While Shannon’s past success had been largely limited to team medals, 1993 was the year she came into her own as an all-arounder. Her first Worlds since Indianapolis would be the 1993 World Championships in Birmingham—a city that would soon be forever associated with Shannon in the gymnastics community. The all-around quickly shaped up to be a battle between Shannon, her teammate Dominique Dawes, and two Romanian Olympians (Lavinia Milosovici and Gina Gogean). In the end, Shannon triumphed by a mere 0.007, finishing the competition with a perfect score for her full-twisting yurchenko (then with a maximum start value of 9.80). “I knew I had done my job and wherever I finished I would be happy,” Shannon commented to International Gymnast shortly after the victory.

A temporary burnout and a back injury after ’93 Worlds caused Shannon to question her future in the sport and her drive to compete, but before long she returned to gymnastics with newfound outlook and a brand-new goal: to compete at the 1996 Atlanta Olympics. The 1994 World Championships in Brisbane, Australia marked the halfway point in the quadrennium, and it was at this meet that Shannon became the first American two-time World all-around champ. Again, Lavinia Milosovici was one of Shannon’s closest competitors, and again, Shannon finished the competition with a brilliant vault to clinch the all-around gold. Her other coach, Peggy Liddick, told The Los Angeles Times that the pressure of repeating her success in 1993 was not a major factor. “What we teach Shannon is that pressure is only how you perceive it,” she explained. “We tell her she’s prepared and she knows she’s prepared.”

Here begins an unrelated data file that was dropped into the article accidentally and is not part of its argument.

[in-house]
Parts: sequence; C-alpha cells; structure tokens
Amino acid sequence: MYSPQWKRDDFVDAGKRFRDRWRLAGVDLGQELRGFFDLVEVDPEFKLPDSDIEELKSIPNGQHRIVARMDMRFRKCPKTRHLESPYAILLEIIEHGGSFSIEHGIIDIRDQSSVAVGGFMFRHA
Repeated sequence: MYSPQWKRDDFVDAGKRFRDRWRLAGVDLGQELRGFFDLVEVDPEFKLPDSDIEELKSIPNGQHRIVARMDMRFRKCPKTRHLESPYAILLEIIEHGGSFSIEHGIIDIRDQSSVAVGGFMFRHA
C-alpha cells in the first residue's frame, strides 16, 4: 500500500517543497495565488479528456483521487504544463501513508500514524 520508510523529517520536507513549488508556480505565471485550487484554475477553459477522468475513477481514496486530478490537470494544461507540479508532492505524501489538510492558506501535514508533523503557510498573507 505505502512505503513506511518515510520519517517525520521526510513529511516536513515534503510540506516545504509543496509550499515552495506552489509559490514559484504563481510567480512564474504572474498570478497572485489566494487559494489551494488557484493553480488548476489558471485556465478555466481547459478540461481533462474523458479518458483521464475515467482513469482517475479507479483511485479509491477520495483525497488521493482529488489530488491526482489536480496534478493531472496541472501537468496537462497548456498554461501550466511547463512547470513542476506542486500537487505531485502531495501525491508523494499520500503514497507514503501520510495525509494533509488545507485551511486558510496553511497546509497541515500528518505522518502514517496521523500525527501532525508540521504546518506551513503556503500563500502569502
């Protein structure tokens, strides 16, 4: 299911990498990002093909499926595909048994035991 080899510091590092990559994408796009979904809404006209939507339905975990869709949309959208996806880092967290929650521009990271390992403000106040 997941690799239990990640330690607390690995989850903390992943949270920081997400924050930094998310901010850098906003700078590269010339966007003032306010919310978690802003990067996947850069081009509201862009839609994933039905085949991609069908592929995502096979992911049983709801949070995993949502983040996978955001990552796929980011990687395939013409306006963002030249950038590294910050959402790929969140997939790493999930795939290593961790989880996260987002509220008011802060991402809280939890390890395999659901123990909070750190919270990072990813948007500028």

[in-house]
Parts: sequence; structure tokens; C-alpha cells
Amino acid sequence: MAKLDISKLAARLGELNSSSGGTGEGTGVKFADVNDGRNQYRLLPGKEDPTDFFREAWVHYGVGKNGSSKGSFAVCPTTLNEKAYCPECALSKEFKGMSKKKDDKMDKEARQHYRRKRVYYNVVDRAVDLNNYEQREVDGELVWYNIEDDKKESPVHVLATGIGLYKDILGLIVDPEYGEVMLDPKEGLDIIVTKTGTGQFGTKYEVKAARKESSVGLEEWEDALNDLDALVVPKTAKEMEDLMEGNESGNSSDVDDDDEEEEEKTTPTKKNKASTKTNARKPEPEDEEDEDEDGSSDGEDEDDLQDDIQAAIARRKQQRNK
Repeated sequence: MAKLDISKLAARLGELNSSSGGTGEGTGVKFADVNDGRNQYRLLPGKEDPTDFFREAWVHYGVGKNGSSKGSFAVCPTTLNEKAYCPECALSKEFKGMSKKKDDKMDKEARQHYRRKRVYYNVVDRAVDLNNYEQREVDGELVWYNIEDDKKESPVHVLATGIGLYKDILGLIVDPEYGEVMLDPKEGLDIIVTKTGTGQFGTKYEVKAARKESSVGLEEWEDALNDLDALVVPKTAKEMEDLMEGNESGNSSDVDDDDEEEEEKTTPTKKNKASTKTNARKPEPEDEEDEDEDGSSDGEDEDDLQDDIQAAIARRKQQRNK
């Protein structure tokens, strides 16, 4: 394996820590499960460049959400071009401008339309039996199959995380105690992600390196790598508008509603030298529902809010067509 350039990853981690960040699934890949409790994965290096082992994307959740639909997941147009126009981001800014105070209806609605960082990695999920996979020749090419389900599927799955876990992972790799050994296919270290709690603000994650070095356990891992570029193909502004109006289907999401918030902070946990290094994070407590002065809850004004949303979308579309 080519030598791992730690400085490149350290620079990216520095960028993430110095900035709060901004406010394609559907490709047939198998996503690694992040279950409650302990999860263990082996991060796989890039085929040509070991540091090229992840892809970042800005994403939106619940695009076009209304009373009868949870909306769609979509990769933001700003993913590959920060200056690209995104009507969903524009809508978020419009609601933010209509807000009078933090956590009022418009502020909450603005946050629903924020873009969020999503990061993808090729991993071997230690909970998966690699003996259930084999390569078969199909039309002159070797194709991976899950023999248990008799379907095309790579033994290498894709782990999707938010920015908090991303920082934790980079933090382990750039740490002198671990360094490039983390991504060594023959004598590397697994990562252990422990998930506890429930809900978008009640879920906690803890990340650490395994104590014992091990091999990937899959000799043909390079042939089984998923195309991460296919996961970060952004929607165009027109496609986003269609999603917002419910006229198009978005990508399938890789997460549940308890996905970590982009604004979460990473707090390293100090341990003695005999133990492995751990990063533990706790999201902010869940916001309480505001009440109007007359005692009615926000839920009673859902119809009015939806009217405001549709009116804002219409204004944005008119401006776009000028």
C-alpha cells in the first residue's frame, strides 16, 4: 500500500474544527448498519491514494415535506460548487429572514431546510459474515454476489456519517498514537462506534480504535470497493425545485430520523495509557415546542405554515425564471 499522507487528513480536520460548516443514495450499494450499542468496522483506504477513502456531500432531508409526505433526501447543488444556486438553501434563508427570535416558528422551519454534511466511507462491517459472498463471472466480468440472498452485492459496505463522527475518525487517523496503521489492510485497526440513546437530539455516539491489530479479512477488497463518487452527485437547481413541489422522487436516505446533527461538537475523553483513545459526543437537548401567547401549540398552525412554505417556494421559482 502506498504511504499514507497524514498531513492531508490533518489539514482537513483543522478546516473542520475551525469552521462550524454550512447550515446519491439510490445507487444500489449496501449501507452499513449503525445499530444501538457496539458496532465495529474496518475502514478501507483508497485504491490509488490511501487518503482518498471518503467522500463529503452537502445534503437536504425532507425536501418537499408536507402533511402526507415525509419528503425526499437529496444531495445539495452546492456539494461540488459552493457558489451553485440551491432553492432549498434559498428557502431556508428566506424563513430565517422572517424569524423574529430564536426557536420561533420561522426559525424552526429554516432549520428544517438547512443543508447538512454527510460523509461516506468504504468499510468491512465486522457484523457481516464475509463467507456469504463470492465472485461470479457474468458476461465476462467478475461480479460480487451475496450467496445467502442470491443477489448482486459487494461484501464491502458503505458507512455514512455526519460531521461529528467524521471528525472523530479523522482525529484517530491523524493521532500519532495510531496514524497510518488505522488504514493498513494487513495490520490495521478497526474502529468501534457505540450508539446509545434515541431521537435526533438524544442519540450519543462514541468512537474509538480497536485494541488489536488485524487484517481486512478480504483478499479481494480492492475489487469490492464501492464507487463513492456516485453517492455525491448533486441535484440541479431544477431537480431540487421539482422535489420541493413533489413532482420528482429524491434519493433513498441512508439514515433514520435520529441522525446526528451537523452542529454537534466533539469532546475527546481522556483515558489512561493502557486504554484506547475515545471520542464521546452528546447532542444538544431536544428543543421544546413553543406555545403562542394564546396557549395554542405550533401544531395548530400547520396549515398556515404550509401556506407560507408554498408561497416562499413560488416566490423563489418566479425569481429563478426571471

Shannon’s mental toughness became even more important as the 1995 World Championships in Sabae, Japan arrived. In a workout session prior to qualifications, she injured her foot, which signified the fourth injury to impair the U.S. team (Dominique Dawes, Amanda Borden, and Amy Chow had withdrawn from Worlds already). Determined to stay in the competition and help her team, Shannon delivered clutch performances in the final to enable the USA to win bronze. However, her injury prevented her from taking home any individual medals or competing in the vault and floor finals. “I was elated that my second vault allowed our team to sneak into third place for a bronze medal, but after snaring five individual gold medals at the previous two Worlds, I was shut out,” Shannon recalled later. “It wasn’t the way I would have liked my World Championship experience to go, especially with the media seeing it as further proof that my championship days were over, but my focus had to be forward. It was the next year that mattered most.”